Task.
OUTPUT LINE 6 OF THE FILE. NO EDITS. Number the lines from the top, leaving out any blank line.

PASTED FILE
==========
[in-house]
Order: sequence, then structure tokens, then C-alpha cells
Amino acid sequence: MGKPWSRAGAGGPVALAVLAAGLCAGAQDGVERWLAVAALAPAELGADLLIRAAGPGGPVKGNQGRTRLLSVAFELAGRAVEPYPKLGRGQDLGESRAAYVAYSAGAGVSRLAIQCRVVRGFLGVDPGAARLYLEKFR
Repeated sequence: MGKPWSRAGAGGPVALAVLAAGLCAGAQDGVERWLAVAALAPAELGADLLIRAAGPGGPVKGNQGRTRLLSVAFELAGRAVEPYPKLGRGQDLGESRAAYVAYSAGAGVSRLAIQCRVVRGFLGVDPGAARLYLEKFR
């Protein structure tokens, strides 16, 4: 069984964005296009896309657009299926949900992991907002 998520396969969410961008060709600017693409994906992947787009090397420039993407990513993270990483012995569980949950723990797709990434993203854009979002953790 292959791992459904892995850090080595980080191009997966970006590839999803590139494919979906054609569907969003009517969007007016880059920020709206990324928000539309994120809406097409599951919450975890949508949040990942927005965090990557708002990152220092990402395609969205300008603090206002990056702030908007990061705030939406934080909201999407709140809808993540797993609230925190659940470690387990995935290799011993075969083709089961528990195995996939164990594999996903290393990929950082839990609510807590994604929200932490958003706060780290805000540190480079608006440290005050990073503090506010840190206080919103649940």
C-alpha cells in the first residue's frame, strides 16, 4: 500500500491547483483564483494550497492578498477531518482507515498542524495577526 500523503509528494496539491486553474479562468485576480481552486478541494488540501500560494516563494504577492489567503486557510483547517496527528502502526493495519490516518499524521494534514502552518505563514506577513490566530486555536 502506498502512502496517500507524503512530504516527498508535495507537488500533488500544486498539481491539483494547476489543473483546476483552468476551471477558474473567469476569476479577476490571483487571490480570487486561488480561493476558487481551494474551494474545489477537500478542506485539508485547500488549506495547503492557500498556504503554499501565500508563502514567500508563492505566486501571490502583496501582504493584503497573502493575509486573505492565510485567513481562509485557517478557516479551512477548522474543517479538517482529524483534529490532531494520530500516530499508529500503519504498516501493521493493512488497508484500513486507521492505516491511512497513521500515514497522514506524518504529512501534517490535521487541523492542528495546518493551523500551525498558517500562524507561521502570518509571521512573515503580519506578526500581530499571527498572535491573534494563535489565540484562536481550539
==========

C-alpha cells in the first residue's frame, strides 16, 4: 500500500491547483483564483494550497492578498477531518482507515498542524495577526 500523503509528494496539491486553474479562468485576480481552486478541494488540501500560494516563494504577492489567503486557510483547517496527528502502526493495519490516518499524521494534514502552518505563514506577513490566530486555536 502506498502512502496517500507524503512530504516527498508535495507537488500533488500544486498539481491539483494547476489543473483546476483552468476551471477558474473567469476569476479577476490571483487571490480570487486561488480561493476558487481551494474551494474545489477537500478542506485539508485547500488549506495547503492557500498556504503554499501565500508563502514567500508563492505566486501571490502583496501582504493584503497573502493575509486573505492565510485567513481562509485557517478557516479551512477548522474543517479538517482529524483534529490532531494520530500516530499508529500503519504498516501493521493493512488497508484500513486507521492505516491511512497513521500515514497522514506524518504529512501534517490535521487541523492542528495546518493551523500551525498558517500562524507561521502570518509571521512573515503580519506578526500581530499571527498572535491573534494563535489565540484562536481550539